Ryan Hill after winning the 3000m silver medal at the IAAF World Indoor Championships Portland 2016 (© Getty Images)
Satisfaction for Ryan Hill after winning the 3000m silver medal at the IAAF World Indoor Championships Portland 2016 lasted just a matter of moments.
After a furious finish carried him from fifth place to second over the last of 15 laps, he checked the scoreboard and learned what could have been.
“It’s my first medal, it’s a great finish for me, literally my highest global finish. But then when I looked up and I see the time, how close I was to gold,” Hill said. “I know I probably made a few mistakes down the last K (kilometre) so there will probably be that little bit of disappointment that I could have won gold.”
As little as 0.18 separated him from Ethiopia’s Yomif Kejelcha and the latter’s winning time of 7:57.21. Hill’s late rush and lean at the tape came up just short.
The tactical race demanded quick decisions and instant reactions. A slow pace for the first nine laps gave way to a frenetic final 1000 meters that featured surging and jostling in the pack and a split of under 2:23 for Kejelcha.
Hill knew that a solitary break was unsustainable and opted to stay on the rail and with the pack for as long as possible.
“I knew I could be in the top five, but anything more than that would take an incredible last lap, maybe a few other guys going for the win and dying back a little bit, which is pretty much what happened,” added Hill.
His strategy kept him in contact at the front of the pack when the lead group began to shrink to a handful of runners, as Hill debated with himself the possible outcomes of every turn of the race.
“Maybe I would have tried to go with one of those moves with 800 to go, so that I was at least third with a lap to go. But we’ll never know if that kind of move would have cost me everything.
“Had I gone for it, maybe I would have blown up and come in seventh or something.”
Before the championships in Portand got underway, Hill told the media that he’d be satisfied with a top-five finish, but with his finishing speed, the possibility always existed for much more.
Since his collegiate days at North Carolina State University, Hill’s kick has become a bit of lore in the United States.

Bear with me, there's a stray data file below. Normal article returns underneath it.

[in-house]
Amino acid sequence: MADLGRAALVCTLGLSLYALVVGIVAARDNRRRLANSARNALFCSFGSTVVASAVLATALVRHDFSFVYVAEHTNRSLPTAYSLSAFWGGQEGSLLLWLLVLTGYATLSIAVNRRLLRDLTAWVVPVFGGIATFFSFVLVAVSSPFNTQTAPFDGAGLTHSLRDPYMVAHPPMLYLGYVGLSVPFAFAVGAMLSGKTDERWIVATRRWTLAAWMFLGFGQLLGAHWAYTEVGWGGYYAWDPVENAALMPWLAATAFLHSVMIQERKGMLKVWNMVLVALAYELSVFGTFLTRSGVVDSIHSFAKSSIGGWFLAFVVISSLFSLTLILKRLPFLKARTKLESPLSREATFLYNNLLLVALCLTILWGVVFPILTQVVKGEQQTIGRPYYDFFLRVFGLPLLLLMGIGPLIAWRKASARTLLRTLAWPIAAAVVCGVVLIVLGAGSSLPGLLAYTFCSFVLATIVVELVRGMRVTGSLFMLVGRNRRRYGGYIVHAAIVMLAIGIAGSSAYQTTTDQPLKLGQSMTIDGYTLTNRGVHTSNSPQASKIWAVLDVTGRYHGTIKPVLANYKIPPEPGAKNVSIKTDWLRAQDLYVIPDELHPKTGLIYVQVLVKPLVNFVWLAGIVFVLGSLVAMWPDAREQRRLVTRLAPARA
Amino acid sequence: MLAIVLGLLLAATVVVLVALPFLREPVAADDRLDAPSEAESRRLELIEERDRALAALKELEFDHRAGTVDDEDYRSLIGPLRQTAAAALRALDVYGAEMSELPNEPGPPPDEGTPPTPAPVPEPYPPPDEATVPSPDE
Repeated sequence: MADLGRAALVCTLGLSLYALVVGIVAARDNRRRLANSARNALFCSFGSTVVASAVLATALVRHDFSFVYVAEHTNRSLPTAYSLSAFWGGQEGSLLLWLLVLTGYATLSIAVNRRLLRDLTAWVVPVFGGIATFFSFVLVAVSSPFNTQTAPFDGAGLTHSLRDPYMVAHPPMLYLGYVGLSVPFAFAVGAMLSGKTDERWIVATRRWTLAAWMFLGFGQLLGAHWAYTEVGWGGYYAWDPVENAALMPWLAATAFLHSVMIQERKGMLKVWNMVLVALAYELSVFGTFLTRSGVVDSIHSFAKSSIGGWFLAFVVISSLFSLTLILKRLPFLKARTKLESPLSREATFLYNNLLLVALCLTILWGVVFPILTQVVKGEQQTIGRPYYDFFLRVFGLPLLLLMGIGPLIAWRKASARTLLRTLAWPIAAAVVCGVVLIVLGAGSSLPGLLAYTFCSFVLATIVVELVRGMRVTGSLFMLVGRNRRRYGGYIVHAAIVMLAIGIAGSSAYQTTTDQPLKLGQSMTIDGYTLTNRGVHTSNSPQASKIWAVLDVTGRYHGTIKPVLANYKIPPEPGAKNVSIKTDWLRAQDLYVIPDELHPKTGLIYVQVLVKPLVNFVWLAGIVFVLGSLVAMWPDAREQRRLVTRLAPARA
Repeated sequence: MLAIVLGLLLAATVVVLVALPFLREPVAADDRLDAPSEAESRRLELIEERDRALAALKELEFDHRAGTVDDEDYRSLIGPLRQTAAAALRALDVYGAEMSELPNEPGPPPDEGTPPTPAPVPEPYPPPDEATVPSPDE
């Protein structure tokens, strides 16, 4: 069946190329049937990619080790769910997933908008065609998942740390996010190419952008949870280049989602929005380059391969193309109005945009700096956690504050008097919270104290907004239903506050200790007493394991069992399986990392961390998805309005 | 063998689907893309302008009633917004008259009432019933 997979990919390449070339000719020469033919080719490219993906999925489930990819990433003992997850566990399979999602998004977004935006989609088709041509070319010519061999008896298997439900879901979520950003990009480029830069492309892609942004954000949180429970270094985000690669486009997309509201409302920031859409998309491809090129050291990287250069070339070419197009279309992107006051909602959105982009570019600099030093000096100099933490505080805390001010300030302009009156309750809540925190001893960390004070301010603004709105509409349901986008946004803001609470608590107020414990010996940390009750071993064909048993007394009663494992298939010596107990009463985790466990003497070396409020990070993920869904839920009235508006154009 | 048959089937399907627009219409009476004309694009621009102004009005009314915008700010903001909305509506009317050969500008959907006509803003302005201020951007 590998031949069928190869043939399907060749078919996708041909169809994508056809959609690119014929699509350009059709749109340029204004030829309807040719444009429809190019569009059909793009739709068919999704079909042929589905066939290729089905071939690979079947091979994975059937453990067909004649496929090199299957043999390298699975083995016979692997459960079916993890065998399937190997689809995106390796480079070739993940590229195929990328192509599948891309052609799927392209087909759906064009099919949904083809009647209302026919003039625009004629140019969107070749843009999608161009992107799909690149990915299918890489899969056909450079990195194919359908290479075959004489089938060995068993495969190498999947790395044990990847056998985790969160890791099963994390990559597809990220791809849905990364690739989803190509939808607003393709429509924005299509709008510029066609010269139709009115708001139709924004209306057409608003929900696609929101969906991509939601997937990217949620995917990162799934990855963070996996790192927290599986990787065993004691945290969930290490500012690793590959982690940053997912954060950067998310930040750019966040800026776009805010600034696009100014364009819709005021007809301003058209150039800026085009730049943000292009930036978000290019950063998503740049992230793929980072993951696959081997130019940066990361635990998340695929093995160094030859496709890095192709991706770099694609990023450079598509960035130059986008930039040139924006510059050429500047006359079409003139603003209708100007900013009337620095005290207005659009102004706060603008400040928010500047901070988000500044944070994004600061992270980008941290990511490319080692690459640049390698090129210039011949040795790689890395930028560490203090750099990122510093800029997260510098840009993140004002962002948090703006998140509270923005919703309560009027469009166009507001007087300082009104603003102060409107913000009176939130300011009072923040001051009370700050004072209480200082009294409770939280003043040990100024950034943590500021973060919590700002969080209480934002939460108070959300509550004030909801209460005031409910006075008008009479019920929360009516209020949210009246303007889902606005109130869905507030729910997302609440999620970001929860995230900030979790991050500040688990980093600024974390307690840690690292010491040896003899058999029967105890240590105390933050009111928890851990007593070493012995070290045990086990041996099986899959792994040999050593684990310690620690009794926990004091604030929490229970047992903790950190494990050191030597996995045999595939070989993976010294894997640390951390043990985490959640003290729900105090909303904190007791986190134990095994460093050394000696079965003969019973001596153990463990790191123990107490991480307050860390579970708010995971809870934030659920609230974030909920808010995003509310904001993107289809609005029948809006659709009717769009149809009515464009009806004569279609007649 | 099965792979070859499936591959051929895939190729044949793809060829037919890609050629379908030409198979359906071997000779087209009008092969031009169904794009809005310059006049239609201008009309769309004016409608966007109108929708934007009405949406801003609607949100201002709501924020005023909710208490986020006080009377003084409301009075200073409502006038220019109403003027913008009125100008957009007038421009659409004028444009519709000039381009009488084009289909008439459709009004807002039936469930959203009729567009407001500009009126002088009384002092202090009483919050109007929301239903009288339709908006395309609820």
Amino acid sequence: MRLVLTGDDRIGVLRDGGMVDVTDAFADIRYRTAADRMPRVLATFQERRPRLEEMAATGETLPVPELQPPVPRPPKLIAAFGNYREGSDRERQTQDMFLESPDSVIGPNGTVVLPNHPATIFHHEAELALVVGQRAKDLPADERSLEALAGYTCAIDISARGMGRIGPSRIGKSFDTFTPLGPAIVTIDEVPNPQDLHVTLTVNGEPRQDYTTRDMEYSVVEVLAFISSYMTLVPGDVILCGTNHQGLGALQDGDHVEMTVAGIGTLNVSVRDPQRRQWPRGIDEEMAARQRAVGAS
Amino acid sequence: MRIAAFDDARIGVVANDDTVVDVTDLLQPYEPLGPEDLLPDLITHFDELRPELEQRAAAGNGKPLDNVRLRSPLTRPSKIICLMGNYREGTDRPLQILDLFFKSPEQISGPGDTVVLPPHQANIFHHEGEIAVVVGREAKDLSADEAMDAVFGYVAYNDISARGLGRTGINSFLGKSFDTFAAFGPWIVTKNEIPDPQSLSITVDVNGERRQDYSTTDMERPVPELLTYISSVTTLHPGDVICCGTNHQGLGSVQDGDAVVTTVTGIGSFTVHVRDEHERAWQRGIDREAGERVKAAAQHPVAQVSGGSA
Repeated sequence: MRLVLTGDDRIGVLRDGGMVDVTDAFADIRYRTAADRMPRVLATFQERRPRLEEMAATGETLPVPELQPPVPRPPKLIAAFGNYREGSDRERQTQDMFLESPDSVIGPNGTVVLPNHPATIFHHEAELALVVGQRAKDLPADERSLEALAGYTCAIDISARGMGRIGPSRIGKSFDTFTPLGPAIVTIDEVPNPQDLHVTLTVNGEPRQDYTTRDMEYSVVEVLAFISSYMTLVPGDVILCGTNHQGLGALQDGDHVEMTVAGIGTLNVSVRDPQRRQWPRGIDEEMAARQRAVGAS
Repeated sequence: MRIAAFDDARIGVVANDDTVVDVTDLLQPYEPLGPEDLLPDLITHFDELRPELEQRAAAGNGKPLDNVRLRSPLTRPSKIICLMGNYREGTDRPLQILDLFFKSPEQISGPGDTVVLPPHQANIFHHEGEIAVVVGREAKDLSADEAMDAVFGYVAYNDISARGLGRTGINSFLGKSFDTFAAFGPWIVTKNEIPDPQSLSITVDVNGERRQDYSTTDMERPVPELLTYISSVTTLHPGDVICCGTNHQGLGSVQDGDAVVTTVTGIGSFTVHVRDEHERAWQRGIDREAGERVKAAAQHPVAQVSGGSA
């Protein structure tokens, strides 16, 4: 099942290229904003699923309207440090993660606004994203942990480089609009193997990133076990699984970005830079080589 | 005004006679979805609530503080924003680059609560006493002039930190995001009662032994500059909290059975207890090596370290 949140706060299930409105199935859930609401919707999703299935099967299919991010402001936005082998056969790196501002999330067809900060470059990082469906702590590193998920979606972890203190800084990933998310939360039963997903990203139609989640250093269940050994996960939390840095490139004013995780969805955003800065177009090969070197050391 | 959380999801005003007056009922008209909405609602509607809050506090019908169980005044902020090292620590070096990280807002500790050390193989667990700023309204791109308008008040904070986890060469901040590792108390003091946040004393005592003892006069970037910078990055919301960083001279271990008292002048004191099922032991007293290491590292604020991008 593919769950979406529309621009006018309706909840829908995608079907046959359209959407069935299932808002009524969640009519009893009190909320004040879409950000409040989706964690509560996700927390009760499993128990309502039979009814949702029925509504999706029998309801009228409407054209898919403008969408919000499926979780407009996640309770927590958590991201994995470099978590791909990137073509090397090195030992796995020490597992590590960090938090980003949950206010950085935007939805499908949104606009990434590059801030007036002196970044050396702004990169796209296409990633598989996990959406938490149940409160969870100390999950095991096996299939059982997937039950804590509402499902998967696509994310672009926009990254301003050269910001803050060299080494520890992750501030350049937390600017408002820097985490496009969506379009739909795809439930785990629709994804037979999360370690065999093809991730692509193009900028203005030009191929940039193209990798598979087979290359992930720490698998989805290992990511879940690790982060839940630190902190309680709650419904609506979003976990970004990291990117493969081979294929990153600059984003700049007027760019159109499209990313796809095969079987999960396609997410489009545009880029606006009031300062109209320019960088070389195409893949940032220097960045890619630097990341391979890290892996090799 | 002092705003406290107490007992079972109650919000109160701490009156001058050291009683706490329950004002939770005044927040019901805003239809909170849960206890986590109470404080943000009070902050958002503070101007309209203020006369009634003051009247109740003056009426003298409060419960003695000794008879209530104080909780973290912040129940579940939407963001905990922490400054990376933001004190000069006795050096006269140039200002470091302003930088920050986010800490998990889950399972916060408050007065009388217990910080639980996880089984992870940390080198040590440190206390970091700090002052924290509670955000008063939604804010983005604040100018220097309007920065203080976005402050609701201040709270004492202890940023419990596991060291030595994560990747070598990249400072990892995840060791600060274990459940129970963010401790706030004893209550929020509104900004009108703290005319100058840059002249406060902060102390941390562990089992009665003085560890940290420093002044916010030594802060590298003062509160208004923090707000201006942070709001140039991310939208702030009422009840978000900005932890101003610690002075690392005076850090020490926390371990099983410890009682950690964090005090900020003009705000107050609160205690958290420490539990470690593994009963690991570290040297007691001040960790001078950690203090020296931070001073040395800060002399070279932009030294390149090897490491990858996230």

“He brings it over the last 100 meters,” said Canada’s Mo Ahmed, a former collegiate rival who finished ninth in the 3000m final who now lives and trains with Hill. “That’s his patented finish.”
Earlier in his career, however, Hill learned that he needed to increase his mileage to ensure he was in position to get the most out of his closing speed. “There was a time when I was getting outkicked because I was too weak.
“Once I started focusing on strength to help my kick, that’s when that same speed started coming back.”
The impact on the competition is physical and psychological.
“When you have a guy who just blows your doors off, it stays with you for a little bit, because then you’re scared of that guy, you don’t know how to beat him,” said Hill.
US distance surge
It wasn’t long ago when a single US medal in the distance events would be a major surprise. Hill’s silver was on one of six medals for the US in events 800m and longer at these championships earlier this month.
As a high school runner, he and his friends read a book about Alan Webb and got a peek at the US middle-distance star's training. Webb’s work ethic served as an inspiration and that, Hill believes, was the needed spark for the US upswing.
Hill’s result in Portland should give even more confidence to the US distance-running fraternity.
The men’s 3000m field was one of the strongest of the championships in terms of the quality of the field. On the final lap, Hill sprinted past defending world indoor 3000m champion Caleb Ndiku and world 1500m bronze medallist Abdalaati Iguider.
As he transitions to the outdoor season and the distance goes from 3000m to 5000m, Hill sees more of an opportunity to use that kick.
“My style of running will work a lot better on an outdoor track," he said. "More room to work, positioning isn’t as crucial because I’m not great at getting to the front and staying there. But I’m great at going from fifth to second. Or fourth to first.”
Kevin Sully for the IAAF